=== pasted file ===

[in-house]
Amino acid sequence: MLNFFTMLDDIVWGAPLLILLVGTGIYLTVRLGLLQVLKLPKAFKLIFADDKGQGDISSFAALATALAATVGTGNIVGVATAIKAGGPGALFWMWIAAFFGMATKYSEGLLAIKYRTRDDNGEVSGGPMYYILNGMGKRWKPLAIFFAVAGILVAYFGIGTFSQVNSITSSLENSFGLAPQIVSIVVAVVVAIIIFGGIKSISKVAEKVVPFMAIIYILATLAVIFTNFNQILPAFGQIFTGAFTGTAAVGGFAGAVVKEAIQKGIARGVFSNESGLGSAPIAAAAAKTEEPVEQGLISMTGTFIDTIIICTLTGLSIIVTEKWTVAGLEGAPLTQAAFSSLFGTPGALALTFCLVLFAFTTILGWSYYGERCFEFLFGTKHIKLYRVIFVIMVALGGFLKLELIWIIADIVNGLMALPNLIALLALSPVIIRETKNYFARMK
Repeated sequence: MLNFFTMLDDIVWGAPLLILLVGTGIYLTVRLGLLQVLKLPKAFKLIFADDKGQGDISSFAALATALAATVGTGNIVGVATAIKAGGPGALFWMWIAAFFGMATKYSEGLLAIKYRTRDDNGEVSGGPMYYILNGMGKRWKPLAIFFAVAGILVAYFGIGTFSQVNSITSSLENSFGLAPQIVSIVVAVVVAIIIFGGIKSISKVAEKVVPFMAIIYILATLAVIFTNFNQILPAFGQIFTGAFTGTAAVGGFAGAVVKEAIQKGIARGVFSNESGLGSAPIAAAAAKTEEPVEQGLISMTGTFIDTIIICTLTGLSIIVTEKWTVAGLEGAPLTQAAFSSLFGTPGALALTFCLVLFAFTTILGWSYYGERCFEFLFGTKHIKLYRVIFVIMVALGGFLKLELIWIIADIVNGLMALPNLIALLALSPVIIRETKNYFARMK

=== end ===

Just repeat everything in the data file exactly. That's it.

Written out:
[in-house]
Amino acid sequence: MLNFFTMLDDIVWGAPLLILLVGTGIYLTVRLGLLQVLKLPKAFKLIFADDKGQGDISSFAALATALAATVGTGNIVGVATAIKAGGPGALFWMWIAAFFGMATKYSEGLLAIKYRTRDDNGEVSGGPMYYILNGMGKRWKPLAIFFAVAGILVAYFGIGTFSQVNSITSSLENSFGLAPQIVSIVVAVVVAIIIFGGIKSISKVAEKVVPFMAIIYILATLAVIFTNFNQILPAFGQIFTGAFTGTAAVGGFAGAVVKEAIQKGIARGVFSNESGLGSAPIAAAAAKTEEPVEQGLISMTGTFIDTIIICTLTGLSIIVTEKWTVAGLEGAPLTQAAFSSLFGTPGALALTFCLVLFAFTTILGWSYYGERCFEFLFGTKHIKLYRVIFVIMVALGGFLKLELIWIIADIVNGLMALPNLIALLALSPVIIRETKNYFARMK
Repeated sequence: MLNFFTMLDDIVWGAPLLILLVGTGIYLTVRLGLLQVLKLPKAFKLIFADDKGQGDISSFAALATALAATVGTGNIVGVATAIKAGGPGALFWMWIAAFFGMATKYSEGLLAIKYRTRDDNGEVSGGPMYYILNGMGKRWKPLAIFFAVAGILVAYFGIGTFSQVNSITSSLENSFGLAPQIVSIVVAVVVAIIIFGGIKSISKVAEKVVPFMAIIYILATLAVIFTNFNQILPAFGQIFTGAFTGTAAVGGFAGAVVKEAIQKGIARGVFSNESGLGSAPIAAAAAKTEEPVEQGLISMTGTFIDTIIICTLTGLSIIVTEKWTVAGLEGAPLTQAAFSSLFGTPGALALTFCLVLFAFTTILGWSYYGERCFEFLFGTKHIKLYRVIFVIMVALGGFLKLELIWIIADIVNGLMALPNLIALLALSPVIIRETKNYFARMK